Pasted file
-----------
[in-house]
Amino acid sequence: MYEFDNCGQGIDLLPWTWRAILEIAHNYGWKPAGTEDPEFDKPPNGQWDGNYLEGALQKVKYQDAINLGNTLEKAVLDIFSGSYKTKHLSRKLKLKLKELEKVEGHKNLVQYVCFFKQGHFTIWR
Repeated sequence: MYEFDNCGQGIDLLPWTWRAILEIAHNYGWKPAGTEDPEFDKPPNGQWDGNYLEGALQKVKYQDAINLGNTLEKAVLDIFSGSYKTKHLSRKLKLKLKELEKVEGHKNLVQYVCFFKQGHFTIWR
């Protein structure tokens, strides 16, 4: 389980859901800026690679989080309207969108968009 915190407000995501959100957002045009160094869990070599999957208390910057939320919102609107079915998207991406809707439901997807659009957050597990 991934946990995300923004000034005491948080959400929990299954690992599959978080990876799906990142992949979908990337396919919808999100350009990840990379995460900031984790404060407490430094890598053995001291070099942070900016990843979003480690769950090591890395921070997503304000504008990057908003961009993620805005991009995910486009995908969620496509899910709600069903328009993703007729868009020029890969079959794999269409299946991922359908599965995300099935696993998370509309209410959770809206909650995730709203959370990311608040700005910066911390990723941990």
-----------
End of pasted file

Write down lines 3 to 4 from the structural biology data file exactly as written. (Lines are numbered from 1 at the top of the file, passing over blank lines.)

Repeated sequence: MYEFDNCGQGIDLLPWTWRAILEIAHNYGWKPAGTEDPEFDKPPNGQWDGNYLEGALQKVKYQDAINLGNTLEKAVLDIFSGSYKTKHLSRKLKLKLKELEKVEGHKNLVQYVCFFKQGHFTIWR
């Protein structure tokens, strides 16, 4: 389980859901800026690679989080309207969108968009 915190407000995501959100957002045009160094869990070599999957208390910057939320919102609107079915998207991406809707439901997807659009957050597990 991934946990995300923004000034005491948080959400929990299954690992599959978080990876799906990142992949979908990337396919919808999100350009990840990379995460900031984790404060407490430094890598053995001291070099942070900016990843979003480690769950090591890395921070997503304000504008990057908003961009993620805005991009995910486009995908969620496509899910709600069903328009993703007729868009020029890969079959794999269409299946991922359908599965995300099935696993998370509309209410959770809206909650995730709203959370990311608040700005910066911390990723941990």